BANGKOK, Aug 12 – As Aung San Suu Kyi begins her latest spell under house arrest, her spartan existence of early meditation, spy novels and rare chocolate treats is likely to remain the same.
The defiant Nobel laureate has spent much of the past two decades in virtual isolation at the crumbling family mansion, and Myanmar’s military junta on Tuesday condemned her to spend another 18 months there.
Without Internet or telephone access, and with almost no visitors except doctors and lawyers, the increasingly frail 64-year-old has pared down her lifestyle to the basics, officials and aides say.
Practically the only outsider she had seen until her trial was the man responsible for the charges against her — American John Yettaw, who swam to the lakeside property in May.
"Daw Aung San Suu Kyi gets up early in the morning every day and then she prays," a Myanmar security official said on condition of anonymity, using the traditional term of respect in the Buddhist nation.
"Then she walks inside the compound and has breakfast, then she reads or goes to tend to the plants in the garden. Sometimes she listens to the radio and sometimes she does some yoga," the official said.
Her isolation is deepened by the fact that Suu Kyi has not seen her two sons for around a decade, while she was unable to leave the country when her husband, British academic Michael Aris, died of cancer in 1999.
Her primary source of company since her last period of house arrest began in 2003 has been two female aides, who were both arrested with her in May and given a similar sentence on Tuesday.
Suu Kyi herself described her life when she was first confined to the house from 1989 to 1995, saying that it was "important to establish a routine and to follow it strictly to avoid feckless squandering of time."
"I rose at half past four every morning and turned the light off at nine o’clock at night," she wrote in "Letters from Burma", adding that she started her day with an hour of meditation.
The opposition leader said there was a "holiday feeling" to weekends, when she would reorder her cupboards or her sewing box.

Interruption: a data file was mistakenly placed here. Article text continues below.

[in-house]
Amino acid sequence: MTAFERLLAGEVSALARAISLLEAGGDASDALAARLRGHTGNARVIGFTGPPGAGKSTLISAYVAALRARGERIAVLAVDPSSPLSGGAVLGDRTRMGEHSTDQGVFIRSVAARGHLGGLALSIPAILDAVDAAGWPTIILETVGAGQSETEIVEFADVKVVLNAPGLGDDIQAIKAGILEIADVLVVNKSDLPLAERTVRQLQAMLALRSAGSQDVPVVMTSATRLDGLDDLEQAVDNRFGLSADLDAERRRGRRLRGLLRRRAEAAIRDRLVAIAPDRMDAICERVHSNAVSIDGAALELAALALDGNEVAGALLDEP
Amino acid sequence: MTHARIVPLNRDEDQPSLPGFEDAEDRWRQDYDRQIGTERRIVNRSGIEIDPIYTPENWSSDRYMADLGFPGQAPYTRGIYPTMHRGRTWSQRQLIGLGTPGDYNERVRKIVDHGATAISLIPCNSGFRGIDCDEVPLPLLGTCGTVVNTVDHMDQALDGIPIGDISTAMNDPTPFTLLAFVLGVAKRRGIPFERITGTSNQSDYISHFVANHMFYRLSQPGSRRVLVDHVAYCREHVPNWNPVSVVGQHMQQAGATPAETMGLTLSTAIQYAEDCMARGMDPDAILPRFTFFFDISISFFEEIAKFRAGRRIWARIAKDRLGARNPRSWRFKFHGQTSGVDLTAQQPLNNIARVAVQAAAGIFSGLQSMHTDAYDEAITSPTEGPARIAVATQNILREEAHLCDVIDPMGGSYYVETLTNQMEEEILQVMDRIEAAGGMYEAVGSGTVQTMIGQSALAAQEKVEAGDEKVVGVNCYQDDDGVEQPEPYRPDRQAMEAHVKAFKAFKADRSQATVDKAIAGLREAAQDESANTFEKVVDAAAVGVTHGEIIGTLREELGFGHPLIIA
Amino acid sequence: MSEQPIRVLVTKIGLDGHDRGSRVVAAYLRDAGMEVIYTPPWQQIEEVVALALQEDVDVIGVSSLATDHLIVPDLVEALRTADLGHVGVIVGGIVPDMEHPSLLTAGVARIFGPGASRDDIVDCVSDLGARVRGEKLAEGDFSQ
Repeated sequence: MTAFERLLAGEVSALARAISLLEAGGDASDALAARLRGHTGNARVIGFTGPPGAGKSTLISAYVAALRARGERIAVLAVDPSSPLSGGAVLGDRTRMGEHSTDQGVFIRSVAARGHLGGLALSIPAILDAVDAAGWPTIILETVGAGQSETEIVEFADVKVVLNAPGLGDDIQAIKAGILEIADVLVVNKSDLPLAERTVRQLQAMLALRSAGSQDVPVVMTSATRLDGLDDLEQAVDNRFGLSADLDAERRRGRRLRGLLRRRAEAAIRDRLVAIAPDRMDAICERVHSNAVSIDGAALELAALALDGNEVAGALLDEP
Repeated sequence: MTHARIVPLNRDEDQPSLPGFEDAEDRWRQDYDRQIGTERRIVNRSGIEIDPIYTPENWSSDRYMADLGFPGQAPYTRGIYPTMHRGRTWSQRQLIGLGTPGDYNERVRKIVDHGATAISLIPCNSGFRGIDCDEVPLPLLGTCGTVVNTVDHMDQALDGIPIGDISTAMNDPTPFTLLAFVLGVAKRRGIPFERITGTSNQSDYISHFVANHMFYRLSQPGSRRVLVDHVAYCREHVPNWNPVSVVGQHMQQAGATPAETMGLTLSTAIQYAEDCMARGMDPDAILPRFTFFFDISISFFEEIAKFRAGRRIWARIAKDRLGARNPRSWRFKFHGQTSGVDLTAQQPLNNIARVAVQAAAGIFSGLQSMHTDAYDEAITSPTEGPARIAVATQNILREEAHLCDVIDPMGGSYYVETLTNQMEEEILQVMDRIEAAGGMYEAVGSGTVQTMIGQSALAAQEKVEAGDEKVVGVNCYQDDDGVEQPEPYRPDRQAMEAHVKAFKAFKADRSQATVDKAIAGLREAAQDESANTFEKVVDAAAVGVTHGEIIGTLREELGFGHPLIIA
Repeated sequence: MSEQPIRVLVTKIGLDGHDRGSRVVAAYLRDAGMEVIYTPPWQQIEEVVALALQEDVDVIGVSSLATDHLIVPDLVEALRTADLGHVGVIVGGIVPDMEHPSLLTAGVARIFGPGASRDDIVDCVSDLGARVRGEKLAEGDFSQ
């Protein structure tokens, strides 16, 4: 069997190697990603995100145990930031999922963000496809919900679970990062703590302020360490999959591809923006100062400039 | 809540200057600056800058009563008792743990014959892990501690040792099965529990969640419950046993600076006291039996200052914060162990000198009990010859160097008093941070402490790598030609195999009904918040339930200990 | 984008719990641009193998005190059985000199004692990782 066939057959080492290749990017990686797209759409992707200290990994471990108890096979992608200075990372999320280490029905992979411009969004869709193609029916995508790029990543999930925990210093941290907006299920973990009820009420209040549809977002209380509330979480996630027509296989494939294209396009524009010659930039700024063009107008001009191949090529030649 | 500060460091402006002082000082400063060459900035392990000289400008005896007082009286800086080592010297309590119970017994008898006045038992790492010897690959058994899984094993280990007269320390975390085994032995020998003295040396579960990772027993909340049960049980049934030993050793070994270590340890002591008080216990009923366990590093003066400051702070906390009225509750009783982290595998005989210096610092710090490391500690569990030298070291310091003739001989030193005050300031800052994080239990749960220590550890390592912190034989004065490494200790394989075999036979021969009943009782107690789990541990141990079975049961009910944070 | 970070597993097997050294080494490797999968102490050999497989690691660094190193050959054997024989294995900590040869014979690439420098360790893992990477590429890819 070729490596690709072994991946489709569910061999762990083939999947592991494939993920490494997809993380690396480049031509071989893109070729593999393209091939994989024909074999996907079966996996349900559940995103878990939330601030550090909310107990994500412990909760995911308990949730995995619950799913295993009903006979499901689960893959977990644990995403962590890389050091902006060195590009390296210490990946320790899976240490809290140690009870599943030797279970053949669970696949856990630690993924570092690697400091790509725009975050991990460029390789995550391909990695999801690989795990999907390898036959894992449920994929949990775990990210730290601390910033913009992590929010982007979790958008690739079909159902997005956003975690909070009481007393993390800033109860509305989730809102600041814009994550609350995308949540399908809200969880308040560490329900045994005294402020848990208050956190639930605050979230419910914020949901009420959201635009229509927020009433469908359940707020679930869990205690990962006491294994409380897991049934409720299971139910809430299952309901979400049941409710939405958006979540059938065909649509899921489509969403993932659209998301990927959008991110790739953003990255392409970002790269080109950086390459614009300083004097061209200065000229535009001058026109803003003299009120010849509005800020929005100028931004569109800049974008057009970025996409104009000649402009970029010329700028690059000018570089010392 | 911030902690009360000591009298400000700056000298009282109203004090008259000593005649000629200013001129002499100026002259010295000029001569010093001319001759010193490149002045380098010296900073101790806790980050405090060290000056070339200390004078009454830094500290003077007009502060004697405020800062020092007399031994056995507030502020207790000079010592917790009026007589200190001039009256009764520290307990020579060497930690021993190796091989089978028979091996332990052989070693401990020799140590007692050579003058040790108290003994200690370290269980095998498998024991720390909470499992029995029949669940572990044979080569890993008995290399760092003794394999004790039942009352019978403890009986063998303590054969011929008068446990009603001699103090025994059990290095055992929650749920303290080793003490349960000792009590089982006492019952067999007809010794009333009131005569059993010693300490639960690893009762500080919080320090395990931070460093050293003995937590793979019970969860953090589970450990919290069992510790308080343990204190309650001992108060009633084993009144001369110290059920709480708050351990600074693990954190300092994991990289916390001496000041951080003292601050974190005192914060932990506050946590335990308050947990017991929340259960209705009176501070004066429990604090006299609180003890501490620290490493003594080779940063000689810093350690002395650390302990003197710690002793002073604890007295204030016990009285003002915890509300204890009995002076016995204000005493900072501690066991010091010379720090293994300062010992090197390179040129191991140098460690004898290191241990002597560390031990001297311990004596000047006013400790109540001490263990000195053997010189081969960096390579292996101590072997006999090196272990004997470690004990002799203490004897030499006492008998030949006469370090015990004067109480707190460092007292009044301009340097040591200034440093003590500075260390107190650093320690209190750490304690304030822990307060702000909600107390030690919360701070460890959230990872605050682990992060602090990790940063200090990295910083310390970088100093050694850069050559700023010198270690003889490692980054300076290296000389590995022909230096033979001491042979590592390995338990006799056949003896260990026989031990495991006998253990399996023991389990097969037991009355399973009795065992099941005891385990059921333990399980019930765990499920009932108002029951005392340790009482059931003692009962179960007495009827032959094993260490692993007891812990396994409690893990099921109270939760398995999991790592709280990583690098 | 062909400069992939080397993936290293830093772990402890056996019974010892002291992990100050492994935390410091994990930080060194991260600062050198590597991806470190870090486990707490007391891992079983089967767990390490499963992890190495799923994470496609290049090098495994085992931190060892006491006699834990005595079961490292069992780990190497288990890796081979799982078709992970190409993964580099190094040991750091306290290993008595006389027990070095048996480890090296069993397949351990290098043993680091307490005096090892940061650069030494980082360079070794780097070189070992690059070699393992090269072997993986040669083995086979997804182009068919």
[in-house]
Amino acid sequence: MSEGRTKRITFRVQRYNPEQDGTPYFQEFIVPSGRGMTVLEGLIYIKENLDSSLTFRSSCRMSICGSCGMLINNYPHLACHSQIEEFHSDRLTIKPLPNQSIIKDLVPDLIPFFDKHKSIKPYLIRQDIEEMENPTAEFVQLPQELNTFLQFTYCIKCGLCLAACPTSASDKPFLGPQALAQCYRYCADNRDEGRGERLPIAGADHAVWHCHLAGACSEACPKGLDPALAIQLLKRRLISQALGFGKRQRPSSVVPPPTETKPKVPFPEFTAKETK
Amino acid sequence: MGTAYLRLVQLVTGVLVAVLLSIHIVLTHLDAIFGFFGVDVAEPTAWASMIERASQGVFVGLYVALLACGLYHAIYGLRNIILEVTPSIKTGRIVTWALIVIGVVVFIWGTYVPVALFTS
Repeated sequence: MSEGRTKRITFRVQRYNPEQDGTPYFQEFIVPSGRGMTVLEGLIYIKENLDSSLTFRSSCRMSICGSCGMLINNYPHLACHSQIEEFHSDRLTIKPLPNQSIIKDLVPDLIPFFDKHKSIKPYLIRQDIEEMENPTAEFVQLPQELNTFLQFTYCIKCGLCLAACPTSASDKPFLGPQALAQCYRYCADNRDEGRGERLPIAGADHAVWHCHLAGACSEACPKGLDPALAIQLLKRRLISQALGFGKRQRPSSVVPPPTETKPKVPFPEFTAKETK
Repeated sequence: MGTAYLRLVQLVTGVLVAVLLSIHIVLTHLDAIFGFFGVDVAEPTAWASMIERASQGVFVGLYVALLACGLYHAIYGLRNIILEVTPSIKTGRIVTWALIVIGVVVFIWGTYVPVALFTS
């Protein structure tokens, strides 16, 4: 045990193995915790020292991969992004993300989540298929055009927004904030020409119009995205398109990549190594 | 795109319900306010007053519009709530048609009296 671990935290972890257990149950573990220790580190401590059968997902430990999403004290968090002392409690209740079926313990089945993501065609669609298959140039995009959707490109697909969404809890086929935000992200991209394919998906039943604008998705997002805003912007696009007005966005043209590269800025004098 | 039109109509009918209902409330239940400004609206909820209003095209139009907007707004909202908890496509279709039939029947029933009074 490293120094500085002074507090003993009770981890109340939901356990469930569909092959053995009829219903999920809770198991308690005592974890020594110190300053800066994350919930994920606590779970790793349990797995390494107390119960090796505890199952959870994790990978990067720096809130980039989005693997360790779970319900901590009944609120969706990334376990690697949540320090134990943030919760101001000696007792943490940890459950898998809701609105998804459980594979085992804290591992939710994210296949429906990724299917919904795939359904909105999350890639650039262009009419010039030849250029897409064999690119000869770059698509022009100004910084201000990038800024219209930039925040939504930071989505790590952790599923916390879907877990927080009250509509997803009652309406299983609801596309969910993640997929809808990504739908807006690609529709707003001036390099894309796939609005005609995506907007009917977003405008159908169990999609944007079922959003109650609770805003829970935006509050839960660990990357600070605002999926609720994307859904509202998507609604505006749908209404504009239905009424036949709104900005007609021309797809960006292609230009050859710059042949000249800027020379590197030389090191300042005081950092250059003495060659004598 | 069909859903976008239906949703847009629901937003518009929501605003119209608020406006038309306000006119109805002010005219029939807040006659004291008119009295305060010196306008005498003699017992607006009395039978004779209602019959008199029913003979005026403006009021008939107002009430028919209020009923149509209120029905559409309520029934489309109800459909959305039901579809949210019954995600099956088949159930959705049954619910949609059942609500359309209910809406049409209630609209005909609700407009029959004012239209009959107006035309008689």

"Sunday was especially luxurious because I would boil myself an egg for breakfast," she wrote.
Myanmar’s home affairs minister said in court Tuesday that under the conditions of her new period of detention, Suu Kyi would be allowed to listen to tightly controlled state radio and read government mouthpiece newspapers.
Suu Kyi asked for clarification of the rules of her house arrest and would "ask for a compromise" on the conditions her lawyer, Nyan Win, said after meeting her at her house Wednesday.
Suu Kyi’s reading material is, however, more likely to include detective and spy novels.
Suu Kyi wrote that she was passionate about Arthur Conan Doyle’s tales of Sherlock Holmes and the spy novels of John le Carre and Len Deighton — while rating female British crime writers, including Dorothy Sayers, P.D. James and Ruth Rendell, as the best of all.
While she was being held at Yangon’s notorious Insein Prison before the verdict, Nyan Win said, she had been stocking up on books — including English and Burmese dictionaries — in case she was kept in jail.
Suu Kyi’s only so-called "vice" is a sweet tooth, according to foreign diplomats who have been in contact with her.
"She is crazy about chocolate," one western diplomat said.
Another diplomat who used to see Suu Kyi regularly said that she would ask foreign officials to bring her Kit Kats — a chocolate-and-wafer biscuit originally from Britain, where she studied at Oxford University.
When she marked her 64th birthday in jail in June, she shared chocolate cake brought by her supporters with her prison guards, her aides said.